Despite promising more market pricing for natural resources last year, China reneg
aded on that commitment last week as they imposed a tariff on imported coal. As China’s economy has slowed, the Chinese coal industry has been hit particularity hard, with coal prices dropping 24% this year. 70% of Chinese coal companies are operating at a loss this year and they called for government action on their behalf. With higher prices, the hope is these Chinese coal companies will once again operate in the black and continue operating the mines at full capacity.
This announcement is surprising considering China previously removed its coal tariff to ensure the power and steel industry had cheaper access to coal. However, China is “afraid of letting coal miners fail, both because of the thousands they employ and the shadow-banking products they are thought to support” (Wall Street Journal). The coal tariff ranges between 3% and 6% depending on the coal grade, with lower grade coal taxed more.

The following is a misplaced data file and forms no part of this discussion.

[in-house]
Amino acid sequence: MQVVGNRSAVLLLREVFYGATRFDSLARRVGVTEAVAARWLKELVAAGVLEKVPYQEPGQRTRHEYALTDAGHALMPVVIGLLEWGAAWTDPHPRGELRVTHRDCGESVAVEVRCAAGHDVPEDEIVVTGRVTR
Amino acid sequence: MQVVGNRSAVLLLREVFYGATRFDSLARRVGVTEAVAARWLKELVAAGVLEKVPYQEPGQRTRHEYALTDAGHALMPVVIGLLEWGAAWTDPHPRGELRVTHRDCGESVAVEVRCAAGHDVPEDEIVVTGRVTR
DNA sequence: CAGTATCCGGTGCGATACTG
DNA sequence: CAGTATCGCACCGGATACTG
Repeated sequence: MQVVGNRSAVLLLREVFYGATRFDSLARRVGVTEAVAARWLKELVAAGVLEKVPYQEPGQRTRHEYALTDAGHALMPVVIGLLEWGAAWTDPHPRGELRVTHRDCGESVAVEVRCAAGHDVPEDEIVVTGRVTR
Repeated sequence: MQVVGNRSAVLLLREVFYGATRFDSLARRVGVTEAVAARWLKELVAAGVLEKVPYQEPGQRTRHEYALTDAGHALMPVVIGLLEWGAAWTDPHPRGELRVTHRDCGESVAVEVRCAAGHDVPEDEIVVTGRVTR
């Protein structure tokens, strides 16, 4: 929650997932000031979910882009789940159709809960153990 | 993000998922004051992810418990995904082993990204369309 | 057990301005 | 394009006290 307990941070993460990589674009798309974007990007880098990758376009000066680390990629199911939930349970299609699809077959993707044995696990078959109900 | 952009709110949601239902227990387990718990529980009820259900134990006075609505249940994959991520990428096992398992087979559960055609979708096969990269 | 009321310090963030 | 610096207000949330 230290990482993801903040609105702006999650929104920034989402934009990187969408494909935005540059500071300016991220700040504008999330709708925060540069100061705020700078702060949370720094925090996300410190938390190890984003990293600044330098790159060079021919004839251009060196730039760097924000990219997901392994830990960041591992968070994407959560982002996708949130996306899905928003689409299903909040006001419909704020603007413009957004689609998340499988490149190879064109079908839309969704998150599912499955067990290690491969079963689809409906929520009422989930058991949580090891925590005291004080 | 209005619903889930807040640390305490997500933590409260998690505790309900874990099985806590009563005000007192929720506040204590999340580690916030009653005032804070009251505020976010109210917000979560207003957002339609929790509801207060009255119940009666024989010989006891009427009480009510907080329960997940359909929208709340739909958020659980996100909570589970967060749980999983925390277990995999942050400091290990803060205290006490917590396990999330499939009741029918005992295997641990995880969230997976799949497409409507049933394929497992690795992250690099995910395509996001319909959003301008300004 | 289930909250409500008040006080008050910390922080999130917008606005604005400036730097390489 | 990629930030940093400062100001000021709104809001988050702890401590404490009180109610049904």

“Australia and Russia are expected to be hit hardest” by this tariff (Sydney Morning Herald). Australia’s Prime Minister called China its biggest and most important trading partner, so this will certainly hinder those relations. I am surprised China included Australia in this coal tariff, they are pushing for Australia to join the Asian Infrastructure Bank and this will win Beijing no goodwill. Additionally, as Russian relations with the West continue to deteriorate I thought China would try improving their relationship with Russia, not impose tariffs on an already struggling Russian economy.